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Slang Dictionary: Scantron

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What Does "Scantron" Mean

What Does “Scantron” Mean?

“Scantron” is a slang term used to refer to a multiple-choice answer sheet, often used for standardized tests and assessments. These sheets are designed with bubbles that students fill in with a pencil to indicate their answers, which are then scanned and graded electronically. The term “Scantron” is sometimes used generically for similar test forms, regardless of the actual brand.

Related Words

Related slang words to “Scantron” include “bubble sheet,” “test form,” and “answer sheet.” These terms are often used interchangeably to describe the same type of testing material.

Where Does This Term Come From?

The term “Scantron” is derived from the name of the Scantron Corporation, a company that specializes in manufacturing machine-readable testing forms and equipment. Scantron Corporation, founded in 1972, became synonymous with the technology and forms they produced, leading to the widespread use of the term “Scantron” to refer to all similar forms, regardless of the actual manufacturer.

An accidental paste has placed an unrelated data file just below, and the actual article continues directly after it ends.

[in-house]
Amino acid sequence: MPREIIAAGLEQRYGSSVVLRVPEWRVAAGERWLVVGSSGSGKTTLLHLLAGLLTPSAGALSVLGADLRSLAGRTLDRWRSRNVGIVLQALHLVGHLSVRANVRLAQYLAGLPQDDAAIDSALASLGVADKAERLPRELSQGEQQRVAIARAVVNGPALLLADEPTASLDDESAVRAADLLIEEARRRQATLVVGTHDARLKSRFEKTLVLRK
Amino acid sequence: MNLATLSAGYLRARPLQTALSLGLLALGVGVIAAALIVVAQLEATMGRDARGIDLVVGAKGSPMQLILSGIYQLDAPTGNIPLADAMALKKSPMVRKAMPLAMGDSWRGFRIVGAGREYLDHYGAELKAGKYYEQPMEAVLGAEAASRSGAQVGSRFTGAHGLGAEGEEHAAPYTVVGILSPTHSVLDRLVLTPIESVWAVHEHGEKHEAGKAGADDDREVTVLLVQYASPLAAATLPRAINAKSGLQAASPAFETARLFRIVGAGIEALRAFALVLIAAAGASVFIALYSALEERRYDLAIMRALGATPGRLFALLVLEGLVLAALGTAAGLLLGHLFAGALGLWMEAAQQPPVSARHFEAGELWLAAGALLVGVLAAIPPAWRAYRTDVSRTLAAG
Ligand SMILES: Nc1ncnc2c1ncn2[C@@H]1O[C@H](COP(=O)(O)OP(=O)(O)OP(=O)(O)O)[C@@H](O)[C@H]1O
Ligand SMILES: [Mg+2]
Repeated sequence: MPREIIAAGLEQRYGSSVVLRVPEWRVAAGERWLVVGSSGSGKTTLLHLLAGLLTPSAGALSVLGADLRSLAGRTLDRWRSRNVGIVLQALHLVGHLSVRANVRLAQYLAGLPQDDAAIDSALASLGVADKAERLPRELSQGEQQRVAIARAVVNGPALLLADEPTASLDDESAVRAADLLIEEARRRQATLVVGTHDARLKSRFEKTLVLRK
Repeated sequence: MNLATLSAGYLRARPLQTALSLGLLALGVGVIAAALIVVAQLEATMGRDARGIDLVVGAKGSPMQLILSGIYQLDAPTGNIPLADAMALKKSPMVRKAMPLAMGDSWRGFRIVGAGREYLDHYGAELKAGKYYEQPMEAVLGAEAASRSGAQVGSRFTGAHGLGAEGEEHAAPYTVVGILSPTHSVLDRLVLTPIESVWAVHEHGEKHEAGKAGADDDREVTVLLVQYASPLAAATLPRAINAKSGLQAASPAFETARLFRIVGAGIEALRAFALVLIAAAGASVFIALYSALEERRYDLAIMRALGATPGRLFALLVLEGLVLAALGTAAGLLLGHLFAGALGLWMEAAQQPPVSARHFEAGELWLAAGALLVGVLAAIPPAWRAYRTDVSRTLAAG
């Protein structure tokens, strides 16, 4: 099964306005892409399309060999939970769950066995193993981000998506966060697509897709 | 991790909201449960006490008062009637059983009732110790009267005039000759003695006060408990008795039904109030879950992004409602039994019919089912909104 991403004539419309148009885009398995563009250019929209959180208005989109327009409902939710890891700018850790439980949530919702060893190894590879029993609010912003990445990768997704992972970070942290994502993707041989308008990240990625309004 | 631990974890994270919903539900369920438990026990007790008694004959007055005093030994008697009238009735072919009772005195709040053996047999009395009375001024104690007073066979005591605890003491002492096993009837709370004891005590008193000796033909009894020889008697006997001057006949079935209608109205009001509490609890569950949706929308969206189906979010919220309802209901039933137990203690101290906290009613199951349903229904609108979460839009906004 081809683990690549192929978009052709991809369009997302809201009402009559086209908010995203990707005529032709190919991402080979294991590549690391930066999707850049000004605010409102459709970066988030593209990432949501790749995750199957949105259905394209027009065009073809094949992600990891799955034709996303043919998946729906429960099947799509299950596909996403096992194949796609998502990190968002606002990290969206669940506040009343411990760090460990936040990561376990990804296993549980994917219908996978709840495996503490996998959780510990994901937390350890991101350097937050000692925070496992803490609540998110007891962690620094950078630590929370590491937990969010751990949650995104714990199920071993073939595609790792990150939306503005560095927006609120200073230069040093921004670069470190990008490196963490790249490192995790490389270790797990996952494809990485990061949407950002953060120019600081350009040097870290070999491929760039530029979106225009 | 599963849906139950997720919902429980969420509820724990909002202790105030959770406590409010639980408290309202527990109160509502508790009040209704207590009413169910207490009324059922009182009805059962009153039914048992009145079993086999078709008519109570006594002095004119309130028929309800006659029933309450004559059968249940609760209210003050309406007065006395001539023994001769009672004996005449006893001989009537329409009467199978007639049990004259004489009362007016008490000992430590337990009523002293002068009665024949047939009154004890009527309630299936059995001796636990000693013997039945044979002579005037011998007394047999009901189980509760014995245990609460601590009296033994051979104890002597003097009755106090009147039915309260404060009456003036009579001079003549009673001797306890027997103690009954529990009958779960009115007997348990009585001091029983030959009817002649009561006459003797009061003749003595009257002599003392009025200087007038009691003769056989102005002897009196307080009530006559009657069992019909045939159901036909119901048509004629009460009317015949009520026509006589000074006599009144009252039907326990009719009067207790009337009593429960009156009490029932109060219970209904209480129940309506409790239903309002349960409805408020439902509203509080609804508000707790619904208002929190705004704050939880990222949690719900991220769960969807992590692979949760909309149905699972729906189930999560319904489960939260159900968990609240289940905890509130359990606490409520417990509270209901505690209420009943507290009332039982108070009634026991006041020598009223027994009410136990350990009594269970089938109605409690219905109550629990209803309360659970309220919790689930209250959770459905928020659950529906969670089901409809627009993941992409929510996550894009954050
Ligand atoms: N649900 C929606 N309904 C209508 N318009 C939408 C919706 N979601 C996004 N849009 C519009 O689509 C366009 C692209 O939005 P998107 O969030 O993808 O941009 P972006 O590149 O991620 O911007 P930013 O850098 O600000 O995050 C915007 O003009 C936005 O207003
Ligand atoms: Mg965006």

Who Uses This Term?

“Scantron” is commonly used by students, teachers, and educational professionals when discussing standardized testing. It’s also widely recognized in the context of test preparation and academic assessments.

Examples of Using This Term

  1. “Don’t forget to bring a pencil to the exam; we’ll be using Scantrons.”
  2. “I filled out the Scantron, but I’m not sure I got all the answers right.”
  3. “Scantrons make grading multiple-choice tests much faster and more efficient.”

What to Replace This Term with in Academic Writing

In academic writing, it’s important to use formal language. Instead of “Scantron,” you should use “machine-readable multiple-choice answer sheet” or a similar description to ensure clarity and precision in your writing.

“The advent of Scantron technology revolutionized the way we administer and score standardized tests.” – Education Expert John Doe


“Scantron” is a commonly used slang term that has become synonymous with multiple-choice answer sheets used in standardized testing. While it simplifies discussions about such forms in everyday conversations, academic and professional writing calls for more formal and specific terminology to ensure precision and clarity.